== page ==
by Opportunist (#48640575) Attached to: Hackers Used Nasty "SMB Worm" Attack Toolkit Against Sony

If I bought one of their rootkit CDs and infected my system, I could see getting a bit miffed, especially after that idiotic statement of how ""Most people, I think, don't even know what a rootkit is, so why should they care about it?" and the "settlement" which essentially said Sony can do whatever they please and don't even get a slap on the wrist.

You see, when the law fails, vigilantes are not far.

Comment: Re:correct if wrong (Score 1) 122

by Opportunist (#48640573) Attached to: Hackers Used Nasty "SMB Worm" Attack Toolkit Against Sony

You would, and so would I and probably anyone who doesn't think TCP is the Chinese secret service.

But do you think Sony would pay either your or my "asking price"? For what I would command they could easily hire three "admins". They might consider TCP the Chinese secret service and have generally zero clue about security or anything related, but hey, they will just take twice times the time I need to get something going, and with a salary a third of mine, that's still coming out ahead!

That the reason they spend twice as long is that they use copy/paste configuring and try&error as a way to figure out how to get stuff going, leaving ports open and vulnerable behind them in their battle against the system, who cares? It works, doesn't it?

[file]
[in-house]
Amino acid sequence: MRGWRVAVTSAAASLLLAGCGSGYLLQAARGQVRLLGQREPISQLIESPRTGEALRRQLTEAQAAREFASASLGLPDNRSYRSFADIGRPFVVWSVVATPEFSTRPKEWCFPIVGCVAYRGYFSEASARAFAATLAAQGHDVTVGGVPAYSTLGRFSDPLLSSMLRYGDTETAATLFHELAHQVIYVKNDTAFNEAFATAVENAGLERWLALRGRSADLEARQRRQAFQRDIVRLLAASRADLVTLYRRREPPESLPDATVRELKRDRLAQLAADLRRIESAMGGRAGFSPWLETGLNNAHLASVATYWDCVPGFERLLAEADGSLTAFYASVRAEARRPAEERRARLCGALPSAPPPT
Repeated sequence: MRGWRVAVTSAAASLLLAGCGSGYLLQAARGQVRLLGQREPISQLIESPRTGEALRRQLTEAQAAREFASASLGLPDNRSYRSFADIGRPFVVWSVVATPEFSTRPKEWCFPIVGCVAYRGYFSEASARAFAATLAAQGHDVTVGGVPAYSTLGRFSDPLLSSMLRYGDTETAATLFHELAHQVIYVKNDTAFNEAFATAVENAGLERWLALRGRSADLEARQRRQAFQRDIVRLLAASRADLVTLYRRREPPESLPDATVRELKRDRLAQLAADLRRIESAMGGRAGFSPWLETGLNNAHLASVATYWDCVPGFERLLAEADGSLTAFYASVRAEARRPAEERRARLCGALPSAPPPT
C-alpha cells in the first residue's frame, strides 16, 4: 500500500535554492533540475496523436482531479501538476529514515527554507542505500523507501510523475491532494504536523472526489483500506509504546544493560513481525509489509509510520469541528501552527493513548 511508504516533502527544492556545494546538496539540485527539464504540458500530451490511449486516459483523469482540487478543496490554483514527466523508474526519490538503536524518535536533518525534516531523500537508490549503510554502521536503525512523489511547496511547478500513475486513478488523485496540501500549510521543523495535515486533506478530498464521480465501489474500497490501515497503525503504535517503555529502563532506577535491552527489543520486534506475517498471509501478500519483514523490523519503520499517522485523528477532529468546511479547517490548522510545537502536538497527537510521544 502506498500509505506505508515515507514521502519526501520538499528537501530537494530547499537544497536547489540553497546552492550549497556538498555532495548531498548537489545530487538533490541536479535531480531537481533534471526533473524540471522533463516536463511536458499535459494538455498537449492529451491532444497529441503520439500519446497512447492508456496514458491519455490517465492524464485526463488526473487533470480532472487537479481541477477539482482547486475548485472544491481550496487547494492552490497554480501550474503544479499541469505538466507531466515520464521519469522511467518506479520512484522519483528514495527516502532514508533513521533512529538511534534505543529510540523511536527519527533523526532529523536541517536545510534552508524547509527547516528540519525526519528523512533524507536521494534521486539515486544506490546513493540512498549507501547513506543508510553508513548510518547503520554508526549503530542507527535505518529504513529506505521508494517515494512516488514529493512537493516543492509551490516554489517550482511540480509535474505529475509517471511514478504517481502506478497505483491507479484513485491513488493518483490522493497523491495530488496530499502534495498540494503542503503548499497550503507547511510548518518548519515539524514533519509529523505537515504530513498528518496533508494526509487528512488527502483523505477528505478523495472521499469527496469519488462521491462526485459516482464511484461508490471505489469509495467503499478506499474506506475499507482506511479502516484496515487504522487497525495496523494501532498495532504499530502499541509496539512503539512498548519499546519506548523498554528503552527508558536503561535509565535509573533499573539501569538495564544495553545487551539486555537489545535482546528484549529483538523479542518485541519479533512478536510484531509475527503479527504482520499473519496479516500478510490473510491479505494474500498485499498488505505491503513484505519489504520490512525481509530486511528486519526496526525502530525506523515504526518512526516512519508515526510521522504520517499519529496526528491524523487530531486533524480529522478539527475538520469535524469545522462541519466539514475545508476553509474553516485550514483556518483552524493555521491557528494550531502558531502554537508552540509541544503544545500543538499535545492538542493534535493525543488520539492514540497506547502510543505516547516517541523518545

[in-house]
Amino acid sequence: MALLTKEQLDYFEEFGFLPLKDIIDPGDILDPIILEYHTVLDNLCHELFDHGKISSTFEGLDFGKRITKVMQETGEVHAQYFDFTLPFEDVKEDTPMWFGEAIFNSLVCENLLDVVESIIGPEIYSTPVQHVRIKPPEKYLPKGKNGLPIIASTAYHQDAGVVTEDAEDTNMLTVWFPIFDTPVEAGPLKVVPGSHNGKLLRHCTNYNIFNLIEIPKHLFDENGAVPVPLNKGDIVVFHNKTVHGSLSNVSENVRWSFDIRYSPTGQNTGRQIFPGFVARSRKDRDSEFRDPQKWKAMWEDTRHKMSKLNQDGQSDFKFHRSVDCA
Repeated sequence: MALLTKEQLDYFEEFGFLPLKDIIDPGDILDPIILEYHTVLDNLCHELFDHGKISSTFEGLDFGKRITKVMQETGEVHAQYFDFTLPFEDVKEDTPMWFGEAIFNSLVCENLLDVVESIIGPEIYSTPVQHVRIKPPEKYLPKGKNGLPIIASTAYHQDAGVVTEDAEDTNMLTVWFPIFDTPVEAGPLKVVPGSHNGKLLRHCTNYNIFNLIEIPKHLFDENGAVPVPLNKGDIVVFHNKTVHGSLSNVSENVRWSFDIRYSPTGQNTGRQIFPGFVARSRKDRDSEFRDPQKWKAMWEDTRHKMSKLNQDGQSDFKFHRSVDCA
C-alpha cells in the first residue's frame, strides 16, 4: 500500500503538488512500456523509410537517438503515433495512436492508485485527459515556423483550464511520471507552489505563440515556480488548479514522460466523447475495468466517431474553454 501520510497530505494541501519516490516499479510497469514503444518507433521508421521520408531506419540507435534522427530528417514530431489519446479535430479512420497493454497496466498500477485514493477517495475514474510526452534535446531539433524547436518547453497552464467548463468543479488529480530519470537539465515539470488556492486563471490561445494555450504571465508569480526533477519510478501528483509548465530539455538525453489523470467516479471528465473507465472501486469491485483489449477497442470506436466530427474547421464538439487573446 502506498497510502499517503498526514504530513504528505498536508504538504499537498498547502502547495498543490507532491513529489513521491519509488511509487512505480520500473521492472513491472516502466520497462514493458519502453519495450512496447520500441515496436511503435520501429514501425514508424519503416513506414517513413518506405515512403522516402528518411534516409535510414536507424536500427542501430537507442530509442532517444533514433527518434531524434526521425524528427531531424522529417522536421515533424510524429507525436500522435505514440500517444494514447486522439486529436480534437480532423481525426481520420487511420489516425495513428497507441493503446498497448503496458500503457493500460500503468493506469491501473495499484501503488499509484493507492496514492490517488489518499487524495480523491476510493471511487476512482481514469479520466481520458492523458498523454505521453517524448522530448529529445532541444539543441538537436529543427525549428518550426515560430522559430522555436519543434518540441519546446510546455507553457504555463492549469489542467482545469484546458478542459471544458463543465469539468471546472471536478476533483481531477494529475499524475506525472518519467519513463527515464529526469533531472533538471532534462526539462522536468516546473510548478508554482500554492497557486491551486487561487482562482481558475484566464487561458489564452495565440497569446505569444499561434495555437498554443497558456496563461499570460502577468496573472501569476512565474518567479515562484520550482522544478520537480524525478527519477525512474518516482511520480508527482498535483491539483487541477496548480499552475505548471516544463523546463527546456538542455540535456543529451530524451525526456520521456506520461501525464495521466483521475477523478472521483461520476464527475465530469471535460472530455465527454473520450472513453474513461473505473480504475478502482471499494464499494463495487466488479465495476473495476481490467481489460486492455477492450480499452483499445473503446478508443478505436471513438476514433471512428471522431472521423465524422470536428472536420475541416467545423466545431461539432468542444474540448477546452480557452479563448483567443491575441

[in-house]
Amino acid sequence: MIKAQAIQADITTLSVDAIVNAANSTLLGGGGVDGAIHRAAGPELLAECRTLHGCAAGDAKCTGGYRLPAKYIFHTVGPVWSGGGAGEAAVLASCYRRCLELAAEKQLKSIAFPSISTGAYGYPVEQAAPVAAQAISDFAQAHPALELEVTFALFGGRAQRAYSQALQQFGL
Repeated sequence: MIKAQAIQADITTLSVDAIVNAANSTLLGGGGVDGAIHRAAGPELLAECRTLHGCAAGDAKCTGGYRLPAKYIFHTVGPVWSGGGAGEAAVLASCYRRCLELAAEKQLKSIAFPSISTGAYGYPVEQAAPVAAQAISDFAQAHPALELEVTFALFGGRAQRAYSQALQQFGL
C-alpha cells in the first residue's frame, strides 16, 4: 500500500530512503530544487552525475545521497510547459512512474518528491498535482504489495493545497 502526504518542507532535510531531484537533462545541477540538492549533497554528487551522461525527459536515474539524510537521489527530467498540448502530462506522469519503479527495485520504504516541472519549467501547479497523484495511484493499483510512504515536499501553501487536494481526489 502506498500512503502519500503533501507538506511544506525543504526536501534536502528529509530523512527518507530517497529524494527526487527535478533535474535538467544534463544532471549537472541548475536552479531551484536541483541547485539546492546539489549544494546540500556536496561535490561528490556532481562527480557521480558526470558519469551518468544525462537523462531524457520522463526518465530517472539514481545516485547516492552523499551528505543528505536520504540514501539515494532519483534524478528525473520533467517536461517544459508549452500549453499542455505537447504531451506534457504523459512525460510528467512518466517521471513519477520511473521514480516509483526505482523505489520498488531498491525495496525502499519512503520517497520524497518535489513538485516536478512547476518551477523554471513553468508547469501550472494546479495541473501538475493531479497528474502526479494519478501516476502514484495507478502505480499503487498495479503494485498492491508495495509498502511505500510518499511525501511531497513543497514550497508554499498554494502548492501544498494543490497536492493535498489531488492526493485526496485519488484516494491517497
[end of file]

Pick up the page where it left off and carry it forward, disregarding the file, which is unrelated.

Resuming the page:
Comment: Then maybe we can finally answer an old question (Score 5, Interesting) 122

by Opportunist (#48640549) Attached to: Hackers Used Nasty "SMB Worm" Attack Toolkit Against Sony

I think it was Thomas Hesse, back when Sony distributed Rootkits with their CDs their President of Global Digital Business, who said "Most people, I think, don't even know what a rootkit is, so why should they care about it?".

Well, Sony? I'm fairly convinced your execs don't have the foggiest clue about malware but ... do you care about it?

Comment: Re:cis and mi regulation is not "bad" code (Score 1) 11

by Cyberax (#48640241) Attached to: Machine Learning Reveals Genetic Controls
Uhm, we know pretty well that most of the junk is just junk. The recent _high_ estimates of human genome that has some function is about 10% (or about 15% with structural elements). That's a _high_ estimate based on analysis of evolution of genomic sequences.